20 Minutes with Andrew Mayne

0
Andrew Mayne

Andrew Mayne

Andrew Mayne has pursued his interests (including professional stage magic and movie production) with tireless passion, achieving not only prestige but also mastery of a wide range of creative and technical endeavors.  He applies the wisdom and insight from those diverse creative pursuits to his passion for writing, giving him a unique perspective of the storytelling craft. There were several “oh wow” moments to be had for both Brion and I and I’m betting you’ll find a few, too. Tune in and enjoy while Andrew shines a light into places you may not have considered about the writing craft. (and then continue the delight by checking out Andrew’s Workshop Episode! )

PROMO: “Twixt Heaven and Hell” by Tristan Gregory

Showcase Episode: 20 Minutes with Andrew Mayne

[caution: mature language – listener discretion is advised]

Play

Listen to this episode on iTunes

Episode Breakdown

00:45 – Andrew’s Amazing Intro!

 

03:05 – Are we talking to you or one of your clones

  • 03:15 – I am very fortunate to work with other very talented and capable people
  • 03:25 – Find people smarter than you and partner with them

 

03:50 – Where in your background did you start writing

  • 04:05 – I’ve written non-fiction for 15 years or so with How-to Magic book and articles
  • 04:35 – Started writing fiction a little over a year ago

 

04:45 – What is it that writing lets you accomplish that your other endeavors don’t?

  • 05:05 – Whatever field you go into will have limitations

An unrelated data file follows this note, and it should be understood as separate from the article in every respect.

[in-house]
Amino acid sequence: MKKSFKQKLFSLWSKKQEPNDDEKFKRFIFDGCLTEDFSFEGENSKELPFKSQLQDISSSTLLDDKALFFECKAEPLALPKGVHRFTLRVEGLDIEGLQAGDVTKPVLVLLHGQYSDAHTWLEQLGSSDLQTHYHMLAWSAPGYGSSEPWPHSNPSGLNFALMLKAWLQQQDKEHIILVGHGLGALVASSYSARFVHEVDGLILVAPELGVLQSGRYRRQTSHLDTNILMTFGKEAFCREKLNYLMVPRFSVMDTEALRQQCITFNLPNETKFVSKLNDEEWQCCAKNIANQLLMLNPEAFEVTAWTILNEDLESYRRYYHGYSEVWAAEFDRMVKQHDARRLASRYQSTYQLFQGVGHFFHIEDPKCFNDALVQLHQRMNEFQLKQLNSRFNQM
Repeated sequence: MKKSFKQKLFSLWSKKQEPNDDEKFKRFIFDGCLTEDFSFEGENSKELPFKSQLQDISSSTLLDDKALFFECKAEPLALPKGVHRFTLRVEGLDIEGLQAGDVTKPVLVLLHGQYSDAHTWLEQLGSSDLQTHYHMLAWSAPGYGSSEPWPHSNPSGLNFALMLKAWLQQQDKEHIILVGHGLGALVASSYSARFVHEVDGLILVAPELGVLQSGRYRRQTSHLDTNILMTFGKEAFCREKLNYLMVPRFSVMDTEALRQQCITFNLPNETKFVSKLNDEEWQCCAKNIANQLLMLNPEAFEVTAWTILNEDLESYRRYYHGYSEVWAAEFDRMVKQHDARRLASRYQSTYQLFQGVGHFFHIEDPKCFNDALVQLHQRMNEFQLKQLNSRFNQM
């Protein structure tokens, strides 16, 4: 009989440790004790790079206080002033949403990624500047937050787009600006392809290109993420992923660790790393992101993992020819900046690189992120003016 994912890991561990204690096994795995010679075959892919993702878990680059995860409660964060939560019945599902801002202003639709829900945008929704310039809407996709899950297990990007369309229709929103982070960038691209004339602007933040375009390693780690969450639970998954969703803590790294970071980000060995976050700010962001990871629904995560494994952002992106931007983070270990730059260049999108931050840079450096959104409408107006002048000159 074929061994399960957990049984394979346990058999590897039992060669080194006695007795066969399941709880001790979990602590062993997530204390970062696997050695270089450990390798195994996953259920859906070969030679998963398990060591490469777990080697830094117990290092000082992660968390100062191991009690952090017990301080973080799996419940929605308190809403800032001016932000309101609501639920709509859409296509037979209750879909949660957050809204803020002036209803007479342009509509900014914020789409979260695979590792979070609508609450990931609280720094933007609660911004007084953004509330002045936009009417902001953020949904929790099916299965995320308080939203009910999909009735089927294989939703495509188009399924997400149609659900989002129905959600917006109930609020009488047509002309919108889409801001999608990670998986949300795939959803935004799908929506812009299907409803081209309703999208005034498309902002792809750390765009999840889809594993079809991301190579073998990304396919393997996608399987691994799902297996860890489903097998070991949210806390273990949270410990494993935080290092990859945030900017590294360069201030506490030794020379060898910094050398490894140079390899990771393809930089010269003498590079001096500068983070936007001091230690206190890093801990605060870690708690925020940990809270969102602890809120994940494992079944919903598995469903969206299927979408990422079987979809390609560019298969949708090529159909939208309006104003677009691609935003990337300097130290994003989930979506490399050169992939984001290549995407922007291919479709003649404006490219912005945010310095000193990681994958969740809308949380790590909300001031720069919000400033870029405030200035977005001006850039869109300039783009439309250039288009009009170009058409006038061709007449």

• 05:15 – Film is very collaborative, screen plays can be done by yourself
  • 06:20 – With today’s writing environment, there’s nothing between you and your audience. You never have to mail a manuscript to New York.
  • 06:35 – The only thing that matters is if someone likes your work.

 

06:50 – What drew you to genre fiction?

  • 07:05 – I got into reading SciFi early on and was shaped by Heinlein and Asimov
  • 07:25 – My first book was The Grendel Shadow and it was Steampunk. Then Public Enemy Zero which was a thriller
  • 07:40 – I didn’t want to get caught up in writing one genre as opposed to another

 

07:50 – Was the transition from magic to writing fiction was a natural one?

  • 08:05 – Good magic is good storytelling, understanding conflicts, resolution, and setbacks
  • 08:20 – Thrillers and mysteries have different similarities to magic conventions
  • 08:50 – I write towards things I’m familiar with
  • 09:10 – I write about things I want to know more about

 

09:50 – Do you find that you write to “someone” when you write?

  • 10:45 – The first thing I do is pitch a story to my friends
  • 11:05 – I wanna know there will be interest in the idea
  • 11:20 – Occasionally I’ll give a chapter to someone to look at
  • 11:50 – I have in mind someone like myself, a little scientific with an eye for details
  • 12:05 – Then I give it to Justin Robert Young, a friend with a good eye for detail and structure
  • 12:25 – I seek the critique and not the praise

 

12:40 – Have you had a pitch that your friends panned?